6 Replies Latest reply on Mar 31, 2008 1:34 PM by Felix Satyaputra

    Question on @In and Bijection

    Felix Satyaputra Newbie

      Hi All,


      I'd like to understand more about how bijection works in Seam, as some of the objects which I have annotated with @In does not get injected under certain circumstances.


      I have a link as such:



      <s:link id="bjtest" 
      view="/bjtest/start.xhtml" action="#{pageBean.prepare()}" 
      value="Start Element Test"/>
      



      Here's my page bean:



      @Name("pageBean")
      @Scope(ScopeType.CONVERSATION)
      @AutoCreate
      public class PageBean implements Serializable {
           
           @In
           protected FormElementSet formElementSet;
      
           @Begin(join=true)
           @RaiseEvent("pageBean.prepare")
           public String prepare() {
                this.formElementSet.initialize();
                return "prepare";
           }
           
           public String save() {
                this.formElementSet.validateSave();
                this.formElementSet.save();
                return "prepare";
           }
      
           public String submit() {
                this.formElementSet.validateSubmit();
                this.formElementSet.save();          
                return "prepare";
           }
           
           // snip...




      The PageBean instance have runtime dependencies to the following 4 classes:



      @Name("formElementSet")
      @Scope(ScopeType.CONVERSATION)
      @AutoCreate
      public class FormElementSet implements Serializable {
           private Set<FormElement> formElements = new TreeSet<FormElement>();
           
           public void initialize() {
                this.formElements.clear();
           }
           
           public void registerFormElement(FormElement... formElementsInput) {
                for (FormElement elem: formElementsInput) {
                     this.formElements.add(elem);
                }
           }
           
           public boolean validateSave() {
                boolean result = true;
                for (FormElement elem: this.getFormElements()) {
                     result = result & elem.validateSave();
                }          
                return result;
           }
           
           // snip...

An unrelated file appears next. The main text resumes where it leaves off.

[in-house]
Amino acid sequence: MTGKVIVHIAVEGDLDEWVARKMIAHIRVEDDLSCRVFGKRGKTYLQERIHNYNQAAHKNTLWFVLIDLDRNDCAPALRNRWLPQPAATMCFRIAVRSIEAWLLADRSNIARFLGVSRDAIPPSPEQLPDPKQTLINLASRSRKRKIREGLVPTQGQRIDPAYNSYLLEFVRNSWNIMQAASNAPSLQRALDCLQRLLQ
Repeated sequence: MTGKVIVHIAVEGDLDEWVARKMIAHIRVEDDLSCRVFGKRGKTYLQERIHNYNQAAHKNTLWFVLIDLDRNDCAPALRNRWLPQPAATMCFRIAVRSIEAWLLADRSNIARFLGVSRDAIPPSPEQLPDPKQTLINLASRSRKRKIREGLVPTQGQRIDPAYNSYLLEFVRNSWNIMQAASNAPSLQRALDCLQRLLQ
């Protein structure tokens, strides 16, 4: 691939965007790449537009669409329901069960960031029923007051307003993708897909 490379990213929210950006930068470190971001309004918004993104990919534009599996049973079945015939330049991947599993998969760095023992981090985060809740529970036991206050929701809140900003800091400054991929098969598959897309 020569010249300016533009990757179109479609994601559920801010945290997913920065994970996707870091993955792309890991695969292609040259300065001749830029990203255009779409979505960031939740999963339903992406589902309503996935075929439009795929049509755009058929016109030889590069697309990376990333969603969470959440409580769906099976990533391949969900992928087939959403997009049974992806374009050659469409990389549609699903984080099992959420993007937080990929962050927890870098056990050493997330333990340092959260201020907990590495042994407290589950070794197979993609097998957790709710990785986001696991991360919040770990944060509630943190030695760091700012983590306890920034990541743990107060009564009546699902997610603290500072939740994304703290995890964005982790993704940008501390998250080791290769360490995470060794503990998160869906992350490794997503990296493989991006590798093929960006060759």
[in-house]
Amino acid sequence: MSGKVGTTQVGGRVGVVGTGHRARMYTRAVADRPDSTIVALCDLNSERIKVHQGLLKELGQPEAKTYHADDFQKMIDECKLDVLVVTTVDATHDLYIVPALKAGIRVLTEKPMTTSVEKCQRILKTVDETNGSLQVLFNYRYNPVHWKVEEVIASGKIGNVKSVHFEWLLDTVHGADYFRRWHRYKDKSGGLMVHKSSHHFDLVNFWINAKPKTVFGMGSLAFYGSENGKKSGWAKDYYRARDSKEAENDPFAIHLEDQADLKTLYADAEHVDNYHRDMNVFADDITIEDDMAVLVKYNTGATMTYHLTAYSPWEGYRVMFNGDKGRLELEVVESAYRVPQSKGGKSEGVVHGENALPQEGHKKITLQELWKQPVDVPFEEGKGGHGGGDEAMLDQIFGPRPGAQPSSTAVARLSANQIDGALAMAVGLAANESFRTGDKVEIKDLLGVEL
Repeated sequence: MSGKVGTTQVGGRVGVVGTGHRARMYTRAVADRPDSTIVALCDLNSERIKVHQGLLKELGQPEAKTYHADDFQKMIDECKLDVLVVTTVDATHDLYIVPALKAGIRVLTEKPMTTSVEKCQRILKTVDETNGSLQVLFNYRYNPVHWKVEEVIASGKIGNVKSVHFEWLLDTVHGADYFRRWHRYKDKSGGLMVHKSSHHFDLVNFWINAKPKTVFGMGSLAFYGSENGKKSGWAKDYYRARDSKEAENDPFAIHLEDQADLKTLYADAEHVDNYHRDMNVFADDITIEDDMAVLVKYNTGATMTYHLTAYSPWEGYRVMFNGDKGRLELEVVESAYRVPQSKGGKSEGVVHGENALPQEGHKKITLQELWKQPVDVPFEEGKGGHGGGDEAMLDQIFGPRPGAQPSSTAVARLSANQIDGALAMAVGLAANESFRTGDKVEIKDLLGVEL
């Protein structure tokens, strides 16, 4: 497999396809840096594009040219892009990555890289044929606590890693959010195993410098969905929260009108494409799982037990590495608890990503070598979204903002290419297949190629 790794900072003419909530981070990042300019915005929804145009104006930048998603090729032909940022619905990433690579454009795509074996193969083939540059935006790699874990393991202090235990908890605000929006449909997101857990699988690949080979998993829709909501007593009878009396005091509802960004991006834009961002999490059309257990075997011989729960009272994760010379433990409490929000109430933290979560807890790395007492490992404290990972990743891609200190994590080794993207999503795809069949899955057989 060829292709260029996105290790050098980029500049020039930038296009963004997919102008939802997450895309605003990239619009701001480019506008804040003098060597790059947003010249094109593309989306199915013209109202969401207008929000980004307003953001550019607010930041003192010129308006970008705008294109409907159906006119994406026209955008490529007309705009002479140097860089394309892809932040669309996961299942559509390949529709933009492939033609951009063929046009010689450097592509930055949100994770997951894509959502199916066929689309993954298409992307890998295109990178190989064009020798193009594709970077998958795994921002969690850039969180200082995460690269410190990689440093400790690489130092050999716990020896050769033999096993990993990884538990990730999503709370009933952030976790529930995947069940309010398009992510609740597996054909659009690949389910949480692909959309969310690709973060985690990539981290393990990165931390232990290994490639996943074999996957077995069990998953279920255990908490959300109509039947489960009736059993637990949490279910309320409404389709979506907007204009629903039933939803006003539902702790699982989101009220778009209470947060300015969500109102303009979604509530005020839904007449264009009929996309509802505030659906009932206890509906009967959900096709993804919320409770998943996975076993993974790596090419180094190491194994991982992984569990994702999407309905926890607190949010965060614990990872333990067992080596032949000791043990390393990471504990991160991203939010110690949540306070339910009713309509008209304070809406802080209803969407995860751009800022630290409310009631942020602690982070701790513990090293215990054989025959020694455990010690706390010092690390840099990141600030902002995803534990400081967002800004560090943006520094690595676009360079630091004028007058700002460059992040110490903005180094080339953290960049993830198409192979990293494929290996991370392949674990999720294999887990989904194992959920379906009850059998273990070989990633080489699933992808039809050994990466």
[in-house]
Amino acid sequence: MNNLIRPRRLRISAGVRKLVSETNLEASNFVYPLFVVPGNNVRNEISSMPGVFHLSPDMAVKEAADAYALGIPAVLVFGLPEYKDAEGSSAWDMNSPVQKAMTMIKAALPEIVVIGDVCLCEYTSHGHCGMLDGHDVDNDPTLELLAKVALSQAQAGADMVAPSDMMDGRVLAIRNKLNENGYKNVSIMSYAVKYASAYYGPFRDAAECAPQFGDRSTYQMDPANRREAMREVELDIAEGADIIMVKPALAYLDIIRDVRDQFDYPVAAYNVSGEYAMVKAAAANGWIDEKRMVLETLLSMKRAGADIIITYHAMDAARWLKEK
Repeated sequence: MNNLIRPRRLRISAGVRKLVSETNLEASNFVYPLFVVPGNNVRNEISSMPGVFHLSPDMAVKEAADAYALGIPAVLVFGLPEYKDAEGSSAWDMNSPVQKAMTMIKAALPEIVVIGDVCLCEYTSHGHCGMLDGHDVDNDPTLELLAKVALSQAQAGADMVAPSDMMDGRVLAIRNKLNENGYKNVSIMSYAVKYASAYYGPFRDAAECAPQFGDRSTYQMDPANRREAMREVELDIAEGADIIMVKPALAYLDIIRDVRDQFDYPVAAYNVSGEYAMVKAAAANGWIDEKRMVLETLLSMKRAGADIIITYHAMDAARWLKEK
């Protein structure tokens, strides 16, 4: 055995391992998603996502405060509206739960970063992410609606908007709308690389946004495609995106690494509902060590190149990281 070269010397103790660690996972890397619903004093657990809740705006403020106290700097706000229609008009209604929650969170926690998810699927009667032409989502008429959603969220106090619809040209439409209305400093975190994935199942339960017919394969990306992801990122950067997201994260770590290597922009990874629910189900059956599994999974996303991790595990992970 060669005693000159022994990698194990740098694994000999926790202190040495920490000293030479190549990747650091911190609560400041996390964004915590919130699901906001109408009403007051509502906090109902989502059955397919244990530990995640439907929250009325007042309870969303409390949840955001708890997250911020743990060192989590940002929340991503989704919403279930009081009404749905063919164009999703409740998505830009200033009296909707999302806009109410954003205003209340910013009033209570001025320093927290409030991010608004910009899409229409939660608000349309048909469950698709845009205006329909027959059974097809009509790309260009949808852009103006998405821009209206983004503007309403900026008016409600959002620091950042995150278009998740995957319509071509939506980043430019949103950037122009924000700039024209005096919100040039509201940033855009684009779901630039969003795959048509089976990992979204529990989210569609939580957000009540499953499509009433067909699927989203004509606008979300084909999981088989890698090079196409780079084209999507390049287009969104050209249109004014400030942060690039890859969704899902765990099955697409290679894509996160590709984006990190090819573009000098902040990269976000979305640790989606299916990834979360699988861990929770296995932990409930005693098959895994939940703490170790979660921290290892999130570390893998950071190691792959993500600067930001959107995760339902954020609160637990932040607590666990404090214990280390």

public abstract class BaseFormElement implements FormElement, 
      Serializable, Comparable<FormElement> {
           @In
           protected FormElementSet formElementSet;
      
           @Observer("pageBean.prepare")
           public abstract void register();
      }     
      


           


      @Name("includeFormElementOne")
      @Scope(ScopeType.CONVERSATION)
      @AutoCreate
      public class IncludeFormElementOne extends BaseFormElement {
           
           @Override
           public void register() {
                System.out.println("@@@@@@@@@@@@@@@ [" + this + ".register()]");
                this.formElementSet.registerFormElement(this);
           }
      
           public void save() {
                System.out.println("@@@@@@@@@@@@@@@ [" + this + ".save()]");          
           }
      
      
           public boolean validateSave() {
                System.out.println("@@@@@@@@@@@@@@@ [" + this + ".validateSave()]");
                return true;
           }
           
          // snip....



         


      @Name("includeFormElementTwo")
      @Scope(ScopeType.CONVERSATION)
      @AutoCreate
      public class IncludeFormElementTwo extends BaseFormElement {
           
           @In
           protected IncludeFormElementOne includeFormElementOne;
           
           @Override
           public void register() {
                System.out.println("@@@@@@@@@@@@@@@ [" + this + ".register()] w/ dependency [" + 
      this.includeFormElementOne + "]");
                this.formElementSet.registerFormElement(this);
           }
      
           public void save() {
                System.out.println("@@@@@@@@@@@@@@@ [" + this + ".save()] w/ dependency [" +
       this.includeFormElementOne + "]");          
           }
      
      
           public boolean validateSave() {
                System.out.println("@@@@@@@@@@@@@@@ [" + this + ".validateSave() w/ dependency [" + 
      this.includeFormElementOne + "]");
                return true;
           }
      
           // snip....         



           
      After clicking this s:link:


      <s:link id="bjtest" 
      view="/bjtest/start.xhtml" action="#{pageBean.prepare()}" 
      value="Start Element Test"/>
      



      The #{pageBean.prepare()} method is executed, which in turn raises the event and the event observer kicks in to register #{includeFormElementOne} and #{includeFormElementTwo}. This generates the following System.out, which shows the dependency between #{includeFormElementTwo} towards #{includeFormElementOne}:



      @@@@@@@@@@@@@@@ [com.juggle.seam.bjtest.IncludeFormElementOne@60feaf.register()]
      @@@@@@@@@@@@@@@ [com.juggle.seam.bjtest.IncludeFormElementTwo@613422.register()] 
      w/ dependency [com.juggle.seam.bjtest.IncludeFormElementOne@60feaf]
      
      



      On the subsequent page, I have the button which prompts the save method:



      <h:commandButton id="btnSave" 
      action="#{pageBean.save()}" value="Save">
      </h:commandButton>
      



      This is the resulting System.out:



      @@@@@@@@@@@@@@@ [com.juggle.seam.bjtest.IncludeFormElementOne@60feaf.validateSave()]
      @@@@@@@@@@@@@@@ [com.juggle.seam.bjtest.IncludeFormElementTwo@613422.validateSave() 
      w/ dependency [null]
      @@@@@@@@@@@@@@@ [com.juggle.seam.bjtest.IncludeFormElementOne@60feaf.save()]
      @@@@@@@@@@@@@@@ [com.juggle.seam.bjtest.IncludeFormElementTwo@613422.save()] 
      w/ dependency [null]





      For some reason the reference from #{includeFormElementTwo} to #{includeFormElementOne} shows null, which indicates that the @In annotation fails to be picked up by the BijectionInterceptor.